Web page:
Conventionally, there are two primary modes for Raman spectroscopic analysis—dispersive Raman using a grating-based spectrometer or Fourier Transform Raman (FT-Raman) spectroscopy that uses a Michelson interferometer. A third approach to Raman spectroscopy is Swept Source Raman (SS-Raman) spectroscopy, which utilizes a tunable laser and a low-cost, fixed-wavelength detector instead of a spectrometer or interferometer. SS-Raman spectroscopy offers the throughput (light gathering) advantage of FT-Raman spectroscopy without the need for bulky optics or moving mirrors. SS-Raman spectroscopy is readily scaled to many measurement ports, making it more suitable for monitoring continuous flow manufacturing processes, in part because it uses small, inexpensive fixed-wavelength detector(s) instead of spectrometers.

Despite these advantages, SS-Raman systems have other drawbacks. The biggest drawback is usually the size and expense of the tunable laser in the SS-Raman system. Tunable lasers tend to be larger and more expensive than the fixed-wavelength diode lasers used in other modern Raman systems. Nevertheless, it is possible to split and switch the laser light from a tunable laser in a multiplexed SS-Raman system to multiple ports (commercial fiber switches support 1×16 switches at the wavelengths and power levels relevant for Raman spectroscopy). Appropriate tunable lasers have been developed for large markets, including clinical diagnostics (e.g., optical coherence tomography) and automotive sensing (e.g., LIDAR). Multiplexing the tunable laser output using fiber-optic components, including optical fibers, switches, and/or passive couplers, sidesteps the drawbacks of a conventional SS-Raman system by allowing a single, remotely located tunable laser to probe many measurement sites. The laser output, which can be treated as a continuous wave, can be transmitted a great distance though optical fiber with little or no dispersion. The propagation distance depends on the optical power of the laser output. Within an optical power range of 1 mW to 500 mW, the laser output light may be transmitted up to several kilometers.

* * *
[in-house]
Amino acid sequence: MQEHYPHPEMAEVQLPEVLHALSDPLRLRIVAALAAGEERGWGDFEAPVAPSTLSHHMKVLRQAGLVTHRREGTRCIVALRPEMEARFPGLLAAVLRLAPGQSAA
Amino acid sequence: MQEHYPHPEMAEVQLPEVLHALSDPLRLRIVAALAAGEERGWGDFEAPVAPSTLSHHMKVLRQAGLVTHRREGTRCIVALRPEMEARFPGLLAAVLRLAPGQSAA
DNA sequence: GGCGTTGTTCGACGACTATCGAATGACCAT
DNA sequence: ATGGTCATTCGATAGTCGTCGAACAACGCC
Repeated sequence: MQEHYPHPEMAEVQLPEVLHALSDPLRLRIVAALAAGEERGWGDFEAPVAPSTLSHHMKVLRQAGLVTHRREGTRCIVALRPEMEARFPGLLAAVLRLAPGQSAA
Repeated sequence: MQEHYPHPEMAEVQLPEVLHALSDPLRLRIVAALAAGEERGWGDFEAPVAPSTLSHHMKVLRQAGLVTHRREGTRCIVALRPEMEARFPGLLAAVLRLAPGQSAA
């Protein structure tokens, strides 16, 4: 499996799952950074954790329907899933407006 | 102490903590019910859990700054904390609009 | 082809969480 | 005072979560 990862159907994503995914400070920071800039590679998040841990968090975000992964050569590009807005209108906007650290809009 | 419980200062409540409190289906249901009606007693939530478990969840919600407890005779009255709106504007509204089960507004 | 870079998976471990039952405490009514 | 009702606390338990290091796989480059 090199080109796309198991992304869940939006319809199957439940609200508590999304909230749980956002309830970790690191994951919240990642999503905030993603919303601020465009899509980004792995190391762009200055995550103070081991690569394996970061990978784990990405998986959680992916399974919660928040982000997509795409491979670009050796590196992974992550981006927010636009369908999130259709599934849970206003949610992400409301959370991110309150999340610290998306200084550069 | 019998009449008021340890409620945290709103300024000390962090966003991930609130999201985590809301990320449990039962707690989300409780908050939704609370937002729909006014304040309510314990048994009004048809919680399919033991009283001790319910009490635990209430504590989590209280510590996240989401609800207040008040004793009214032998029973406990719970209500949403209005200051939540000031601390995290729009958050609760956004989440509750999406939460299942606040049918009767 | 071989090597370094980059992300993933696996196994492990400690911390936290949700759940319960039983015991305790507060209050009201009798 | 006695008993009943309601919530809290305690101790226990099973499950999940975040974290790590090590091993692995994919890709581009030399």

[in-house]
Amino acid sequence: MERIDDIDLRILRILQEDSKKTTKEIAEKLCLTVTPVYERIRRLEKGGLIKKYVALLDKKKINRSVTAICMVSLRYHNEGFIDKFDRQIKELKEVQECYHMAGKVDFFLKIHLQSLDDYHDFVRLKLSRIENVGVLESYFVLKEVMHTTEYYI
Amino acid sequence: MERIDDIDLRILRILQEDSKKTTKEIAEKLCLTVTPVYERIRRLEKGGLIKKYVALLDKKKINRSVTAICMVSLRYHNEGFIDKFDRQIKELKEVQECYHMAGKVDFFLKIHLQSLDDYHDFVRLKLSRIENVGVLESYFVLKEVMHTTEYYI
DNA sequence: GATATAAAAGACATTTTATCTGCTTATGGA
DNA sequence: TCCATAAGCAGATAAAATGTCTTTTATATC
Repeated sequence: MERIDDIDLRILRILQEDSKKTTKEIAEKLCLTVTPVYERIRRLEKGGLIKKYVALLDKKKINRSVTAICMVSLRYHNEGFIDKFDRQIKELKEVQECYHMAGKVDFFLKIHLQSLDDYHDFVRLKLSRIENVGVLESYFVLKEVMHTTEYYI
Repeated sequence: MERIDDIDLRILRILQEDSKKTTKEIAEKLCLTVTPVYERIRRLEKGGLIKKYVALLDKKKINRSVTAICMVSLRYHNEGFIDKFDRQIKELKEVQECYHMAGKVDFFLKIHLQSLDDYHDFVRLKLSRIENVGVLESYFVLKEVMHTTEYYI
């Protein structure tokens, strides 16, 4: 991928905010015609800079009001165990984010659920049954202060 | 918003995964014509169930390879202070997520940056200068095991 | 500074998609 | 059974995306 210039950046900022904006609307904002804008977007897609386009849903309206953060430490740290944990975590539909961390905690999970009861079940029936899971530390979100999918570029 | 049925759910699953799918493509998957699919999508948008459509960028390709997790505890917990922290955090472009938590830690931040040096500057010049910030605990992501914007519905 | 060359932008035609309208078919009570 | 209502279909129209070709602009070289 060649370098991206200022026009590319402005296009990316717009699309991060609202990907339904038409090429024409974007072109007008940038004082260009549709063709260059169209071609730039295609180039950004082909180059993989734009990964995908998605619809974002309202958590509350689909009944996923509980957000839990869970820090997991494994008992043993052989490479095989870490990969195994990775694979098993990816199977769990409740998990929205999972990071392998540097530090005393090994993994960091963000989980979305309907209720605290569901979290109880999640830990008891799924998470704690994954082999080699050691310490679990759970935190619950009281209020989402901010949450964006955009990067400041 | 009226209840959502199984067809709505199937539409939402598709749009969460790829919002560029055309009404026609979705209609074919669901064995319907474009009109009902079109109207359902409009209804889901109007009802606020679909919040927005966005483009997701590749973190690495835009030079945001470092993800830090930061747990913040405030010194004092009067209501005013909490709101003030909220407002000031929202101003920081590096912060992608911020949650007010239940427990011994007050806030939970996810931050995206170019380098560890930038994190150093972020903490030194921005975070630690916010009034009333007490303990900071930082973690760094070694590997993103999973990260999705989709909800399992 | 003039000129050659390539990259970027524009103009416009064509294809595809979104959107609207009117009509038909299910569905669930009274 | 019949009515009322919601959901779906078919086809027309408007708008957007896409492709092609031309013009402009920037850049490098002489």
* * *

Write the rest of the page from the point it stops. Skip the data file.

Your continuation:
A (multiplexed) SS-Raman system includes a tunable laser, a fiber optic network, an optical filter, and a spectrally selective detector. The tunable laser emits a tunable excitation beam. The fiber optic network transports the tunable excitation beam to remote measurement locations. The optical filter and spectrally selective detector collect and detect the Raman signal emitted from those sample sites. The SS-Raman system can be multiplexed so that several remote measurement locations can be sampled using the same tunable laser. The fiber optic network can include passive optical splitters and/or active optical switches to direct the excitation beam to multiple remote measurement locations. Each remote measurement location is associated with a Raman probe, a detector, and a spectrally selective filter. One or more narrow band pass filters may be used to select the wavelength range. The narrow band pass filter may be changeable.